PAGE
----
Mortgages are a major concern as Canadians' financial health worsens

More homeowners are reporting struggles and overall financial position is weakening

Mortgages are a major concern as Canadians' financial health worsens
Steve Randall

What the Bank of Canada decides to do with interest rates this Wednesday will have a profound impact on millions of Canadians who are already struggling to keep on top of expenses.

The escalation of rates from just 0.25% in March 2022 to its current 5% has piled pressure on consumers and businesses, but it’s those homeowners with mortgages that could face the biggest impact of rate hikes.

According to a new report from Angus Reid Institute published today (Oct. 23), 15% of respondents say the financial aspect of their mortgage is “very difficult” with this metric doubling from March this year.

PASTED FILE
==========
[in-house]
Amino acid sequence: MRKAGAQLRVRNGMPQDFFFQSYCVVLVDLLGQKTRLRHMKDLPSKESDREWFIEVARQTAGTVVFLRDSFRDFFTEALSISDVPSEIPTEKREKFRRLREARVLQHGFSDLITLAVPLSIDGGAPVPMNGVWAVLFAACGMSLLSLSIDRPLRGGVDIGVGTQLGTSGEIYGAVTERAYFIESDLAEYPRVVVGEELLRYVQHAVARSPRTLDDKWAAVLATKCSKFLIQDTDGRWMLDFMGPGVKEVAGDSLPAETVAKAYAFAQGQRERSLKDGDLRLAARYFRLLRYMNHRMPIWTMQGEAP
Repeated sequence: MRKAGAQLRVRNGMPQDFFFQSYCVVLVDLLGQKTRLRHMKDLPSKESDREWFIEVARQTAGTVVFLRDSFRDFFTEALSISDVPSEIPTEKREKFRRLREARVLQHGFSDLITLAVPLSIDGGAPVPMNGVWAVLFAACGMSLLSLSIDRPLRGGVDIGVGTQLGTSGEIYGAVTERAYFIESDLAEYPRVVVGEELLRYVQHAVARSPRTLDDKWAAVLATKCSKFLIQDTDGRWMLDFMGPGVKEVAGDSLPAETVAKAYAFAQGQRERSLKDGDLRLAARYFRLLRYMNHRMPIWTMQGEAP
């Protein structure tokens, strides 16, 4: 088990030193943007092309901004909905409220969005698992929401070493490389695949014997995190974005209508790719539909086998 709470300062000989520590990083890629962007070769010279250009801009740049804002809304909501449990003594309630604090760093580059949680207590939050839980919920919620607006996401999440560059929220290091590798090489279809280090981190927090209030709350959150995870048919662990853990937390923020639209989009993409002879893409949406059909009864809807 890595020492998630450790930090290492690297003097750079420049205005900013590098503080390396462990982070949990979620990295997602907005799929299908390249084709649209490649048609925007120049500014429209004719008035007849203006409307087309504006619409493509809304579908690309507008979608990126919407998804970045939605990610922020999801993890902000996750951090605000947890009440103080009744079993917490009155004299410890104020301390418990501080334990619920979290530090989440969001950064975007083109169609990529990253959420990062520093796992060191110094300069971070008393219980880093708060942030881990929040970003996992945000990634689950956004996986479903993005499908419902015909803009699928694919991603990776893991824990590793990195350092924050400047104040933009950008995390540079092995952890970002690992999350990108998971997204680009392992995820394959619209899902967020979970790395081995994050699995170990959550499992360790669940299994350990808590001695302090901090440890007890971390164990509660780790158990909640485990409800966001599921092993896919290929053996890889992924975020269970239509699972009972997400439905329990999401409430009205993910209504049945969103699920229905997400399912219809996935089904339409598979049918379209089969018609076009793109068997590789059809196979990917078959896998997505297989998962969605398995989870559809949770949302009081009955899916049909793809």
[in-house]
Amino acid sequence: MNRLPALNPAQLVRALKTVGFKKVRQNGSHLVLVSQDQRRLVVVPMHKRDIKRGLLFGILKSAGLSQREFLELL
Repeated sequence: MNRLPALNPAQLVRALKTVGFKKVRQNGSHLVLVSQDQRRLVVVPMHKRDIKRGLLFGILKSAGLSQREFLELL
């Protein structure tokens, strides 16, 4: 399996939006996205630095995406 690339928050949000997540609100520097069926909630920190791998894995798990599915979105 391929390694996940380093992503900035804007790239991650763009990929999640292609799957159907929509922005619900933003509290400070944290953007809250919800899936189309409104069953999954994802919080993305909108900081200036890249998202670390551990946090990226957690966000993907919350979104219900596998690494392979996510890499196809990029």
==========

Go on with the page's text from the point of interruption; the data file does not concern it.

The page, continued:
Among those with a mortgage renewal ahead, 57% of those who will face this within the next year and 48% doing so in 1-2 years say they are very worried that it will cost significantly more, while around 9 in 10 say they are worried to some degree.

Housing costs are not only concerning mortgage holders though with 53% of renters reporting that meeting their monthly payments is “tough” or “very difficult”.

Financial health

Overall, 49% of poll participants say they are financially worse off now than they were a year ago and 35% expect to be worse off in a year from now.

More than half say they are finding it hard to feed their family, and two thirds say an easing of the cost of living can’t come soon enough.

Inflation and health care come ahead of housing costs in the survey and inflation is the top concern across Canada, led by Manitoba (74%), Saskatchewan (73%) and Alberta (69%).

Housing affordability is a bigger issue for younger Canadians (39% of men and 43% of women aged 18-34) than other age groups, while men aged 35+ are more concerned about taxes than other demographics.